Let us not be confused or misled by the title of this article. When someone says they are “married to a marsh” it does not mean that they are necessarily lost in nature, incapable of functioning in human society or converted to a hermit type who talks to trees and is a social outcast.
In fact, when you are married to a marsh, it is just like being married in any other sense of the word. You want to introduce your marsh to people so that they too can share its joys, wonders and personality. Just as you would with a real spouse.
Preservation as an Illinois Nature Preserve
Before it was purchased as public property, the site formerly known as Nelson Lake Marsh southwest of Batavia, IL. at Main Street and Nelson Lake Road, was the home of a marginal peat mine operation and acres of highly productive farmland. Cows roamed the east and west side of the glacial moraine in which Nelson Lake sits. In fall the marsh was highly coveted as a duck hunting site.
That was its recent history up to the point of its purchase as an Illinois Nature Preserve in the early 1980s. That's also about the time I met her. The marsh, that is. I also happened to meet my real wife Linda about the same time. In fact the marsh is one of the very first places I took her for a walk when we were first dating. Little did we know we'd return hundreds of more times over 30 years of dating and marriage.
The marsh before us
It is estimated the open water at the marsh was once much deeper. It has likely been some sort of wetland for close to 10,000 years since the glaciers retreated from northern Illinois. Some speculate the wetlands once extended miles to the west in a drainage system that empties into southwest Kane County. What a sight that wetland system must have been, with literally miles of shoreline and prairie creeping up to its edges. We know there were mastodon and mammoths roaming the center of North America back then, and saber-toothed cats, elk and other extinct creatures either killed off by hunters or pushed to extinction by climactic change.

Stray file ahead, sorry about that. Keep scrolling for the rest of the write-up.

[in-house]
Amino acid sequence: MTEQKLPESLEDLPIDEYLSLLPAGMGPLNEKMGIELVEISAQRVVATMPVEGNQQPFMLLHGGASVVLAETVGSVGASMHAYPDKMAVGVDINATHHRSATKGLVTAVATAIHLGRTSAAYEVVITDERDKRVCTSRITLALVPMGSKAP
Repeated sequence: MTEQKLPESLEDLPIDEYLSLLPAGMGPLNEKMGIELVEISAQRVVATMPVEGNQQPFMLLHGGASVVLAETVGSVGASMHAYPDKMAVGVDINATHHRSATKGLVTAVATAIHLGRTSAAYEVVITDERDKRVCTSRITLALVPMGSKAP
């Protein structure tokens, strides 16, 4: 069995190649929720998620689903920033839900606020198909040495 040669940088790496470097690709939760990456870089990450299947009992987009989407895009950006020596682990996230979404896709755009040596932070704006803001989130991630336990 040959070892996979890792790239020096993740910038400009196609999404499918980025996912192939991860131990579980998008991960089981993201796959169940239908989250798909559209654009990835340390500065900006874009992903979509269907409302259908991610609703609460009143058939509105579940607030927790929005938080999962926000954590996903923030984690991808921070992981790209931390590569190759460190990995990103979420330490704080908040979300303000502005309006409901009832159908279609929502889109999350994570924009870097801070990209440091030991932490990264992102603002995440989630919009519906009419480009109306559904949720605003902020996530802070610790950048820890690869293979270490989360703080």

Natural and human history
Natural history records from just 150 years ago testify to the former abundance of wildlife and native plants in Illinois. To gain a grasp of this diversity and richness one should read a copy of A Natural History of the Chicago Region by Joel Greenberg, and his shorter, more narrative summary Of Prairie, Woods and Water, Two Centuries of Nature Writing. (Both University of Chicago Press). These books illuminate and tantalize one’s love for nature, particularly that of the Illinois area, and especially for a specific place such as Nelson Lake, now known as Dick Young Forest Preserve. Viewing your favorite natural areas through the context of a larger natural history can encourage your search for the linked assets and unique qualities of an ecosystem and its habitats.